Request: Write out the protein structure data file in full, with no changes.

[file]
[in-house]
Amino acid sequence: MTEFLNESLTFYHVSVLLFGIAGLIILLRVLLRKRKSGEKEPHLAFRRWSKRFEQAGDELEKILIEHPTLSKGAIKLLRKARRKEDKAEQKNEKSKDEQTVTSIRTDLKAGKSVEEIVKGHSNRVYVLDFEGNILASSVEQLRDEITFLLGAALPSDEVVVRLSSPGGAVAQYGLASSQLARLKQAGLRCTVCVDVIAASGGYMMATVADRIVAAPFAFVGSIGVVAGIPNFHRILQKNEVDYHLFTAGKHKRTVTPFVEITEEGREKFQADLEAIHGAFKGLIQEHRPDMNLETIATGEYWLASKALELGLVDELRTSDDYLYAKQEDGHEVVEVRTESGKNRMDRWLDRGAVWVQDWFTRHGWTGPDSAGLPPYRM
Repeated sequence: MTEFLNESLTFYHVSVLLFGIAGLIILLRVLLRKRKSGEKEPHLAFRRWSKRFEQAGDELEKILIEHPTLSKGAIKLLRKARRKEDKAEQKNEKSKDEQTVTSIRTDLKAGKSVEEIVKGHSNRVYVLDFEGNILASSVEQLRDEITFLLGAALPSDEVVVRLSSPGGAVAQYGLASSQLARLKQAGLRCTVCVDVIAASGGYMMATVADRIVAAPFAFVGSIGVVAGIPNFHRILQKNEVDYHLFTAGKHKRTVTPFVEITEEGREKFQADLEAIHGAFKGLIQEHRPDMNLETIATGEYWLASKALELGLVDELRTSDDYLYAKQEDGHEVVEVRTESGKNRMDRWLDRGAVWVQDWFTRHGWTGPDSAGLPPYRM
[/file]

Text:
[in-house]
Amino acid sequence: MTEFLNESLTFYHVSVLLFGIAGLIILLRVLLRKRKSGEKEPHLAFRRWSKRFEQAGDELEKILIEHPTLSKGAIKLLRKARRKEDKAEQKNEKSKDEQTVTSIRTDLKAGKSVEEIVKGHSNRVYVLDFEGNILASSVEQLRDEITFLLGAALPSDEVVVRLSSPGGAVAQYGLASSQLARLKQAGLRCTVCVDVIAASGGYMMATVADRIVAAPFAFVGSIGVVAGIPNFHRILQKNEVDYHLFTAGKHKRTVTPFVEITEEGREKFQADLEAIHGAFKGLIQEHRPDMNLETIATGEYWLASKALELGLVDELRTSDDYLYAKQEDGHEVVEVRTESGKNRMDRWLDRGAVWVQDWFTRHGWTGPDSAGLPPYRM
Repeated sequence: MTEFLNESLTFYHVSVLLFGIAGLIILLRVLLRKRKSGEKEPHLAFRRWSKRFEQAGDELEKILIEHPTLSKGAIKLLRKARRKEDKAEQKNEKSKDEQTVTSIRTDLKAGKSVEEIVKGHSNRVYVLDFEGNILASSVEQLRDEITFLLGAALPSDEVVVRLSSPGGAVAQYGLASSQLARLKQAGLRCTVCVDVIAASGGYMMATVADRIVAAPFAFVGSIGVVAGIPNFHRILQKNEVDYHLFTAGKHKRTVTPFVEITEEGREKFQADLEAIHGAFKGLIQEHRPDMNLETIATGEYWLASKALELGLVDELRTSDDYLYAKQEDGHEVVEVRTESGKNRMDRWLDRGAVWVQDWFTRHGWTGPDSAGLPPYRM